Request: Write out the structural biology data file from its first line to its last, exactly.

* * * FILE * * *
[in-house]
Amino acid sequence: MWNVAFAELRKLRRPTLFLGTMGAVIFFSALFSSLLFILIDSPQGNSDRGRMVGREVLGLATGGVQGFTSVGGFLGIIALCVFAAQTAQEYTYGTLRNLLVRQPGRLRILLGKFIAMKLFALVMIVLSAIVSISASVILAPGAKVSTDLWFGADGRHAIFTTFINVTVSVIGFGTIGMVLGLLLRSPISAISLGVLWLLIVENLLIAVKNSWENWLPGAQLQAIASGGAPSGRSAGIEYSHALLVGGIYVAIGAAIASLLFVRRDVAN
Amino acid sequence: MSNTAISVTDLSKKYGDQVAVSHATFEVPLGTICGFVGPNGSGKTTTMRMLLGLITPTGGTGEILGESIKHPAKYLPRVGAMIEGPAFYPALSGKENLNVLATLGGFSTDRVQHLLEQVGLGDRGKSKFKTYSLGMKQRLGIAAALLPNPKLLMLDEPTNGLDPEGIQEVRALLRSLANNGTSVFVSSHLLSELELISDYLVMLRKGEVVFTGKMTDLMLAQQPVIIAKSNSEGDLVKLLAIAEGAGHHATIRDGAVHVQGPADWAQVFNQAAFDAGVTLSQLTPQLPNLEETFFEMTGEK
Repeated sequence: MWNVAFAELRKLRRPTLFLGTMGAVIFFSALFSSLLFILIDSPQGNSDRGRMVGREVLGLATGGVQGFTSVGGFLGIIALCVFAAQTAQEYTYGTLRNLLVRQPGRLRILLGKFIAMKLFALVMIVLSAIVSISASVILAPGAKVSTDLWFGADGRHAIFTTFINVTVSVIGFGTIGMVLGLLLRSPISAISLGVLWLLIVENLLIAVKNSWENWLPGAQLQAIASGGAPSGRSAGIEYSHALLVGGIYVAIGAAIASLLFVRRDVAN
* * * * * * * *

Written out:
[in-house]
Amino acid sequence: MWNVAFAELRKLRRPTLFLGTMGAVIFFSALFSSLLFILIDSPQGNSDRGRMVGREVLGLATGGVQGFTSVGGFLGIIALCVFAAQTAQEYTYGTLRNLLVRQPGRLRILLGKFIAMKLFALVMIVLSAIVSISASVILAPGAKVSTDLWFGADGRHAIFTTFINVTVSVIGFGTIGMVLGLLLRSPISAISLGVLWLLIVENLLIAVKNSWENWLPGAQLQAIASGGAPSGRSAGIEYSHALLVGGIYVAIGAAIASLLFVRRDVAN
Amino acid sequence: MSNTAISVTDLSKKYGDQVAVSHATFEVPLGTICGFVGPNGSGKTTTMRMLLGLITPTGGTGEILGESIKHPAKYLPRVGAMIEGPAFYPALSGKENLNVLATLGGFSTDRVQHLLEQVGLGDRGKSKFKTYSLGMKQRLGIAAALLPNPKLLMLDEPTNGLDPEGIQEVRALLRSLANNGTSVFVSSHLLSELELISDYLVMLRKGEVVFTGKMTDLMLAQQPVIIAKSNSEGDLVKLLAIAEGAGHHATIRDGAVHVQGPADWAQVFNQAAFDAGVTLSQLTPQLPNLEETFFEMTGEK
Repeated sequence: MWNVAFAELRKLRRPTLFLGTMGAVIFFSALFSSLLFILIDSPQGNSDRGRMVGREVLGLATGGVQGFTSVGGFLGIIALCVFAAQTAQEYTYGTLRNLLVRQPGRLRILLGKFIAMKLFALVMIVLSAIVSISASVILAPGAKVSTDLWFGADGRHAIFTTFINVTVSVIGFGTIGMVLGLLLRSPISAISLGVLWLLIVENLLIAVKNSWENWLPGAQLQAIASGGAPSGRSAGIEYSHALLVGGIYVAIGAAIASLLFVRRDVAN